Survey after survey shows we don't like having our sensitive personal information collected, monitored and tracked whenever we share with friends on social media, shop online or use our mobile devices.
Yet we hand over much of this information willingly, whether to Facebook and Instagram, Google and Amazon or to dozens of mobile apps.
With few laws or regulations protecting consumers, the only way to take back our online privacy is to do something that doesn't come naturally in our share-all world: Withhold as much personal information as possible and, when we can't, use an alias and fake credentials.
The idea is called "obscurity" and it means taking steps to stop your personal information from being so readily available online to, well, just anyone, says Woodrow Hartzog, a professor of law and computer science at Northeastern University.
"Obscurity is really important and really powerful in the modern-day privacy debates because it's intuitive to all of us in the way that we live our lives, but we don't often think about it in terms of privacy," says Hartzog, who teaches privacy and data protection law.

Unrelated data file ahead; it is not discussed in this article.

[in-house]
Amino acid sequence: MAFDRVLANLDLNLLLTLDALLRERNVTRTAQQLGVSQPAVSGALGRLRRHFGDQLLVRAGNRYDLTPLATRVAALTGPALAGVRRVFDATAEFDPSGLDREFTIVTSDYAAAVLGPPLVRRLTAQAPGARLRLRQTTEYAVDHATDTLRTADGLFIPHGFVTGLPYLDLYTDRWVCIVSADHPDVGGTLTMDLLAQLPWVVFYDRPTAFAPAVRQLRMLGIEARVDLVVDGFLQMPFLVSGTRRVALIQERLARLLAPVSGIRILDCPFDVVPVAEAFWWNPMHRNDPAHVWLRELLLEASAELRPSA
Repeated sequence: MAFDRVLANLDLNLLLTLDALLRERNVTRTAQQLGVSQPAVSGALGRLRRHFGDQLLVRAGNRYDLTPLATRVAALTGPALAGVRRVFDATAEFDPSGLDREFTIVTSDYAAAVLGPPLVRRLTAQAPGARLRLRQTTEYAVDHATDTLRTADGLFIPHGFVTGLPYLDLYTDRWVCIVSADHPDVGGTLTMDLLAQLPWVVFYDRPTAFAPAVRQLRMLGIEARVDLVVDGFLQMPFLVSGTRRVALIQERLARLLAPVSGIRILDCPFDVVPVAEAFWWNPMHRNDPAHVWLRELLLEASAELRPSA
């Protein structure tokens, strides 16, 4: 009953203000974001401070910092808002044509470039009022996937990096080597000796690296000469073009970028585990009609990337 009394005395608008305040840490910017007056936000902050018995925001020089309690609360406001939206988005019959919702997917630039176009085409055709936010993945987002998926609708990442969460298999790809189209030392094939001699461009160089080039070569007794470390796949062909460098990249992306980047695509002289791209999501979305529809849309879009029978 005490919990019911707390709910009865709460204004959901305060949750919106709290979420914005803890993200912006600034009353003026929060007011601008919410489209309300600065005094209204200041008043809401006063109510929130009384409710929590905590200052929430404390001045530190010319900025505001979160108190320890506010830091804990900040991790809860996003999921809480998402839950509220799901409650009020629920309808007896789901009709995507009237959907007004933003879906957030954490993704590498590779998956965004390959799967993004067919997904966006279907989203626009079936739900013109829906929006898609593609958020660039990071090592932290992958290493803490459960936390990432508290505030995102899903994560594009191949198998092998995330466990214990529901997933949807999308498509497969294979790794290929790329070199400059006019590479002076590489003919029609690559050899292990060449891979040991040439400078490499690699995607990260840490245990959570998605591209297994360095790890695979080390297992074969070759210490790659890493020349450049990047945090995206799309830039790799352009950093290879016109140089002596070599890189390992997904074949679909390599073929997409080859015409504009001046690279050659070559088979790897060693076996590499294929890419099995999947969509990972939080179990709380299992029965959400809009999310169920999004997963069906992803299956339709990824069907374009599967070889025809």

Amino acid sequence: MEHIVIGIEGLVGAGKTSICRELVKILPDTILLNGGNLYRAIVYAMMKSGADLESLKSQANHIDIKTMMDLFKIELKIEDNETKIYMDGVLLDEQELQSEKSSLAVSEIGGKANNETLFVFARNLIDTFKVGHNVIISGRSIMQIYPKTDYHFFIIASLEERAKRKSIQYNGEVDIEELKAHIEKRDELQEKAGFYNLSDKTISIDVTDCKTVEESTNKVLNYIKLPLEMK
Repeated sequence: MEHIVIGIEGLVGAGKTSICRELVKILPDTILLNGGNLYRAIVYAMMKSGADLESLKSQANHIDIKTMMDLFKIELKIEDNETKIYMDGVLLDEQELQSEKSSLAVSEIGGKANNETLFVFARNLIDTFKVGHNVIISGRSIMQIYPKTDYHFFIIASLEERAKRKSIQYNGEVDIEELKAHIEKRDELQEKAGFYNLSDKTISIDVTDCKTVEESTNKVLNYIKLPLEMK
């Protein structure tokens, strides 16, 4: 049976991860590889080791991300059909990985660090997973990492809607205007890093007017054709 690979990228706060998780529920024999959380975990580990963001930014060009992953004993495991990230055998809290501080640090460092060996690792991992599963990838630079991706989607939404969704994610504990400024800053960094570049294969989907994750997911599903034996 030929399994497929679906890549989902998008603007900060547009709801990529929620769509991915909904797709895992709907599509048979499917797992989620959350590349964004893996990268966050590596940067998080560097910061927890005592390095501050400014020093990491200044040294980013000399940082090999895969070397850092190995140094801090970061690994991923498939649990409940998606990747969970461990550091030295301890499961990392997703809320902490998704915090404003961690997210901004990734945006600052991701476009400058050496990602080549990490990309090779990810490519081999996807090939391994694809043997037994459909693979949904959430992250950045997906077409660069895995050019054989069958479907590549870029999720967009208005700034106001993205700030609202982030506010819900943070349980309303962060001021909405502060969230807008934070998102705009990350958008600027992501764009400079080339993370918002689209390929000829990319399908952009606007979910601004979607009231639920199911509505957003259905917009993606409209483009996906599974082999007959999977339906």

Think about it this way. We hide in plain sight in the offline world all the time, moving through our day with a fair degree of anonymity.
Even with a phone in every pocket and cameras on street corners, we can still walk naked past an open window in a hotel room, pick our nose on a crowded subway car or adjust our underwear in the elevator without worrying that someone is observing every fleeting yet revealing moment.
But, as the saying goes, on the internet, everyone knows you're a dog. We can't get lost in the crowd when all kinds of businesses track us everywhere, compiling detailed snapshots of our lives that are used to determine what kinds of ads we see or loan offers we get.